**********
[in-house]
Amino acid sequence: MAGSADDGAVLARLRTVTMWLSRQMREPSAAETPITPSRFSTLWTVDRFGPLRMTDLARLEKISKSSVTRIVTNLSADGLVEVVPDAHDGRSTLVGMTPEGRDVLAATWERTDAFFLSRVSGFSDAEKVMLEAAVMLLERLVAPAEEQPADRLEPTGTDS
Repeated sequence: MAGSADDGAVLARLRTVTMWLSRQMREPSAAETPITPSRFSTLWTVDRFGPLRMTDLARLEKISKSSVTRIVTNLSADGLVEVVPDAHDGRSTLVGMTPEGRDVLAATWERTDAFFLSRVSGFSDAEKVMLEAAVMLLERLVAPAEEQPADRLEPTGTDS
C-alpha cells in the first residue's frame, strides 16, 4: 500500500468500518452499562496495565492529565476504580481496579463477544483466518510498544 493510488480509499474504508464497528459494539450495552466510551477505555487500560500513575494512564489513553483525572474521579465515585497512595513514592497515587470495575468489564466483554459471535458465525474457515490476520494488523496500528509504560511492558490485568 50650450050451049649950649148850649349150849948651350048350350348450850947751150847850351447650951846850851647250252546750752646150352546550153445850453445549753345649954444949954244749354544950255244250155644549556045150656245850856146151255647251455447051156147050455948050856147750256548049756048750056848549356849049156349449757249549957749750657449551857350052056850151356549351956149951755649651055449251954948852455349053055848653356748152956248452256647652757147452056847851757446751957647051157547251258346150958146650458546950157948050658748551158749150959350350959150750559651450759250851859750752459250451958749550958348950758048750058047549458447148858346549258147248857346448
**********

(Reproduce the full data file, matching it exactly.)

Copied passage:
[in-house]
Amino acid sequence: MAGSADDGAVLARLRTVTMWLSRQMREPSAAETPITPSRFSTLWTVDRFGPLRMTDLARLEKISKSSVTRIVTNLSADGLVEVVPDAHDGRSTLVGMTPEGRDVLAATWERTDAFFLSRVSGFSDAEKVMLEAAVMLLERLVAPAEEQPADRLEPTGTDS
Repeated sequence: MAGSADDGAVLARLRTVTMWLSRQMREPSAAETPITPSRFSTLWTVDRFGPLRMTDLARLEKISKSSVTRIVTNLSADGLVEVVPDAHDGRSTLVGMTPEGRDVLAATWERTDAFFLSRVSGFSDAEKVMLEAAVMLLERLVAPAEEQPADRLEPTGTDS
C-alpha cells in the first residue's frame, strides 16, 4: 500500500468500518452499562496495565492529565476504580481496579463477544483466518510498544 493510488480509499474504508464497528459494539450495552466510551477505555487500560500513575494512564489513553483525572474521579465515585497512595513514592497515587470495575468489564466483554459471535458465525474457515490476520494488523496500528509504560511492558490485568 50650450050451049649950649148850649349150849948651350048350350348450850947751150847850351447650951846850851647250252546750752646150352546550153445850453445549753345649954444949954244749354544950255244250155644549556045150656245850856146151255647251455447051156147050455948050856147750256548049756048750056848549356849049156349449757249549957749750657449551857350052056850151356549351956149951755649651055449251954948852455349053055848653356748152956248452256647652757147452056847851757446751957647051157547251258346150958146650458546950157948050658748551158749150959350350959150750559651450759250851859750752459250451958749550958348950758048750058047549458447148858346549258147248857346448